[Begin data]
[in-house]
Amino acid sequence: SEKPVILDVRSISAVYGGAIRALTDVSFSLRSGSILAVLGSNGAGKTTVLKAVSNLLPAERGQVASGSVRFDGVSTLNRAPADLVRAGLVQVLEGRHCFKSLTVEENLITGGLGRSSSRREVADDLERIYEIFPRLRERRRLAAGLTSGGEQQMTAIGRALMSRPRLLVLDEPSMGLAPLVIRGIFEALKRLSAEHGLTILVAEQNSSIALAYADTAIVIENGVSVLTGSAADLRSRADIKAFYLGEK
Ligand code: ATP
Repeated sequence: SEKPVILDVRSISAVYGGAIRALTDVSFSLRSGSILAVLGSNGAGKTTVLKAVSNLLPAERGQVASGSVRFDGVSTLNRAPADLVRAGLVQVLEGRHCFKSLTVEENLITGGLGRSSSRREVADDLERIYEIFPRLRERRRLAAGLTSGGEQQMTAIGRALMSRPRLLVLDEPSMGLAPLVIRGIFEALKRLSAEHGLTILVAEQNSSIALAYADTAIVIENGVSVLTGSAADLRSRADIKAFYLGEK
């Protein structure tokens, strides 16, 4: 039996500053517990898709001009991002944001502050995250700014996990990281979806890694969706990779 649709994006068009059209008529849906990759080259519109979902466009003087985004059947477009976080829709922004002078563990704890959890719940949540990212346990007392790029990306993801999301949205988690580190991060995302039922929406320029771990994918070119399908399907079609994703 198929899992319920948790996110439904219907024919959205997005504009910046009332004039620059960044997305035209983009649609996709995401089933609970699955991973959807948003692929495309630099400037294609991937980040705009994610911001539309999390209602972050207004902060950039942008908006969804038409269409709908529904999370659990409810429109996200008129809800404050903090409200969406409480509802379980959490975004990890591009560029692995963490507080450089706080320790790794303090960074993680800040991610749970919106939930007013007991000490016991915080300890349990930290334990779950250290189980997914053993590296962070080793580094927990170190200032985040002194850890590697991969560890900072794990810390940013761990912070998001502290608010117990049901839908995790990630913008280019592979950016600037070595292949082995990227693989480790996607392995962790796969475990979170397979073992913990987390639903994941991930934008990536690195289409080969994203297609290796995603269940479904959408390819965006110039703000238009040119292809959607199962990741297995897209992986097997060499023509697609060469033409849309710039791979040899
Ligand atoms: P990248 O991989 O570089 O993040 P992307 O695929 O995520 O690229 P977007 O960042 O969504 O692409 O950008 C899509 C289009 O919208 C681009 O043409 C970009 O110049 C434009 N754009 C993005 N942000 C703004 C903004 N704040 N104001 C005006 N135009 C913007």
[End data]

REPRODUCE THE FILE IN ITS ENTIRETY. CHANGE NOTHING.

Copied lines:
[in-house]
Amino acid sequence: SEKPVILDVRSISAVYGGAIRALTDVSFSLRSGSILAVLGSNGAGKTTVLKAVSNLLPAERGQVASGSVRFDGVSTLNRAPADLVRAGLVQVLEGRHCFKSLTVEENLITGGLGRSSSRREVADDLERIYEIFPRLRERRRLAAGLTSGGEQQMTAIGRALMSRPRLLVLDEPSMGLAPLVIRGIFEALKRLSAEHGLTILVAEQNSSIALAYADTAIVIENGVSVLTGSAADLRSRADIKAFYLGEK
Ligand code: ATP
Repeated sequence: SEKPVILDVRSISAVYGGAIRALTDVSFSLRSGSILAVLGSNGAGKTTVLKAVSNLLPAERGQVASGSVRFDGVSTLNRAPADLVRAGLVQVLEGRHCFKSLTVEENLITGGLGRSSSRREVADDLERIYEIFPRLRERRRLAAGLTSGGEQQMTAIGRALMSRPRLLVLDEPSMGLAPLVIRGIFEALKRLSAEHGLTILVAEQNSSIALAYADTAIVIENGVSVLTGSAADLRSRADIKAFYLGEK
């Protein structure tokens, strides 16, 4: 039996500053517990898709001009991002944001502050995250700014996990990281979806890694969706990779 649709994006068009059209008529849906990759080259519109979902466009003087985004059947477009976080829709922004002078563990704890959890719940949540990212346990007392790029990306993801999301949205988690580190991060995302039922929406320029771990994918070119399908399907079609994703 198929899992319920948790996110439904219907024919959205997005504009910046009332004039620059960044997305035209983009649609996709995401089933609970699955991973959807948003692929495309630099400037294609991937980040705009994610911001539309999390209602972050207004902060950039942008908006969804038409269409709908529904999370659990409810429109996200008129809800404050903090409200969406409480509802379980959490975004990890591009560029692995963490507080450089706080320790790794303090960074993680800040991610749970919106939930007013007991000490016991915080300890349990930290334990779950250290189980997914053993590296962070080793580094927990170190200032985040002194850890590697991969560890900072794990810390940013761990912070998001502290608010117990049901839908995790990630913008280019592979950016600037070595292949082995990227693989480790996607392995962790796969475990979170397979073992913990987390639903994941991930934008990536690195289409080969994203297609290796995603269940479904959408390819965006110039703000238009040119292809959607199962990741297995897209992986097997060499023509697609060469033409849309710039791979040899
Ligand atoms: P990248 O991989 O570089 O993040 P992307 O695929 O995520 O690229 P977007 O960042 O969504 O692409 O950008 C899509 C289009 O919208 C681009 O043409 C970009 O110049 C434009 N754009 C993005 N942000 C703004 C903004 N704040 N104001 C005006 N135009 C913007």